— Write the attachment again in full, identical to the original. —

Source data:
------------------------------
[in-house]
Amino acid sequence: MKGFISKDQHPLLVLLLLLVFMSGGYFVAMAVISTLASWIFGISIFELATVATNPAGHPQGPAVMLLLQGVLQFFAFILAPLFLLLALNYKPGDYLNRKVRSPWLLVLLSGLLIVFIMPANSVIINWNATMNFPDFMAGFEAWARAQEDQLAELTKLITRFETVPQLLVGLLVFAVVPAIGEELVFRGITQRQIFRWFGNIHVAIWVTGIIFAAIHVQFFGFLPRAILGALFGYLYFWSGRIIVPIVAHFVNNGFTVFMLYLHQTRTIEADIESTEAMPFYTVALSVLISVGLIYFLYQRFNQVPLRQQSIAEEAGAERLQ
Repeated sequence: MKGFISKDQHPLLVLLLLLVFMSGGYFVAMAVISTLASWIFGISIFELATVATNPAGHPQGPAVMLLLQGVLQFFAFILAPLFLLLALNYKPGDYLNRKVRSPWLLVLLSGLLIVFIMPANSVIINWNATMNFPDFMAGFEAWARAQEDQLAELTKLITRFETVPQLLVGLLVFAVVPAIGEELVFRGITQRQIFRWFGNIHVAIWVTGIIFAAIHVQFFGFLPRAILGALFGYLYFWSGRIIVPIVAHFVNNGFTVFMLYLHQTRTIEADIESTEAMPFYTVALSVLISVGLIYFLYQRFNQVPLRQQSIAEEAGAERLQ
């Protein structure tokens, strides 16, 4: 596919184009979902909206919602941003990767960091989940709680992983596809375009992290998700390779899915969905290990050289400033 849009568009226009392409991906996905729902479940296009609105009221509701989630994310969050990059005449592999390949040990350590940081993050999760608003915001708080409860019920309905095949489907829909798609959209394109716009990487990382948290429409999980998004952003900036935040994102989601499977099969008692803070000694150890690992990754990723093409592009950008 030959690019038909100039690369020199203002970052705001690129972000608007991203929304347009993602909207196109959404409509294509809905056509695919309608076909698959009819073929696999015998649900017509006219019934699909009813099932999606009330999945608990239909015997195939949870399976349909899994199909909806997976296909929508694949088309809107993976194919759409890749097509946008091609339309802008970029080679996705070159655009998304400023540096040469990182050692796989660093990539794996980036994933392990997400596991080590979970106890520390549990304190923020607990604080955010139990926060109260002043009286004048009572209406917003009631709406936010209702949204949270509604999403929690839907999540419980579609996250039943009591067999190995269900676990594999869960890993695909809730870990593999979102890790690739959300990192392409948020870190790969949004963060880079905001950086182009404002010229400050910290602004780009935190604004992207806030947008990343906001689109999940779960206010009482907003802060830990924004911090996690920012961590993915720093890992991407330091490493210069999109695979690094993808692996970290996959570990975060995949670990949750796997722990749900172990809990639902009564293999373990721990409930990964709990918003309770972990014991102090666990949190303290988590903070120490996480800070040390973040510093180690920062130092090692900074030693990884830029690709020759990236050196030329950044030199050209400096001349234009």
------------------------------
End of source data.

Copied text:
[in-house]
Amino acid sequence: MKGFISKDQHPLLVLLLLLVFMSGGYFVAMAVISTLASWIFGISIFELATVATNPAGHPQGPAVMLLLQGVLQFFAFILAPLFLLLALNYKPGDYLNRKVRSPWLLVLLSGLLIVFIMPANSVIINWNATMNFPDFMAGFEAWARAQEDQLAELTKLITRFETVPQLLVGLLVFAVVPAIGEELVFRGITQRQIFRWFGNIHVAIWVTGIIFAAIHVQFFGFLPRAILGALFGYLYFWSGRIIVPIVAHFVNNGFTVFMLYLHQTRTIEADIESTEAMPFYTVALSVLISVGLIYFLYQRFNQVPLRQQSIAEEAGAERLQ
Repeated sequence: MKGFISKDQHPLLVLLLLLVFMSGGYFVAMAVISTLASWIFGISIFELATVATNPAGHPQGPAVMLLLQGVLQFFAFILAPLFLLLALNYKPGDYLNRKVRSPWLLVLLSGLLIVFIMPANSVIINWNATMNFPDFMAGFEAWARAQEDQLAELTKLITRFETVPQLLVGLLVFAVVPAIGEELVFRGITQRQIFRWFGNIHVAIWVTGIIFAAIHVQFFGFLPRAILGALFGYLYFWSGRIIVPIVAHFVNNGFTVFMLYLHQTRTIEADIESTEAMPFYTVALSVLISVGLIYFLYQRFNQVPLRQQSIAEEAGAERLQ
């Protein structure tokens, strides 16, 4: 596919184009979902909206919602941003990767960091989940709680992983596809375009992290998700390779899915969905290990050289400033 849009568009226009392409991906996905729902479940296009609105009221509701989630994310969050990059005449592999390949040990350590940081993050999760608003915001708080409860019920309905095949489907829909798609959209394109716009990487990382948290429409999980998004952003900036935040994102989601499977099969008692803070000694150890690992990754990723093409592009950008 030959690019038909100039690369020199203002970052705001690129972000608007991203929304347009993602909207196109959404409509294509809905056509695919309608076909698959009819073929696999015998649900017509006219019934699909009813099932999606009330999945608990239909015997195939949870399976349909899994199909909806997976296909929508694949088309809107993976194919759409890749097509946008091609339309802008970029080679996705070159655009998304400023540096040469990182050692796989660093990539794996980036994933392990997400596991080590979970106890520390549990304190923020607990604080955010139990926060109260002043009286004048009572209406917003009631709406936010209702949204949270509604999403929690839907999540419980579609996250039943009591067999190995269900676990594999869960890993695909809730870990593999979102890790690739959300990192392409948020870190790969949004963060880079905001950086182009404002010229400050910290602004780009935190604004992207806030947008990343906001689109999940779960206010009482907003802060830990924004911090996690920012961590993915720093890992991407330091490493210069999109695979690094993808692996970290996959570990975060995949670990949750796997722990749900172990809990639902009564293999373990721990409930990964709990918003309770972990014991102090666990949190303290988590903070120490996480800070040390973040510093180690920062130092090692900074030693990884830029690709020759990236050196030329950044030199050209400096001349234009």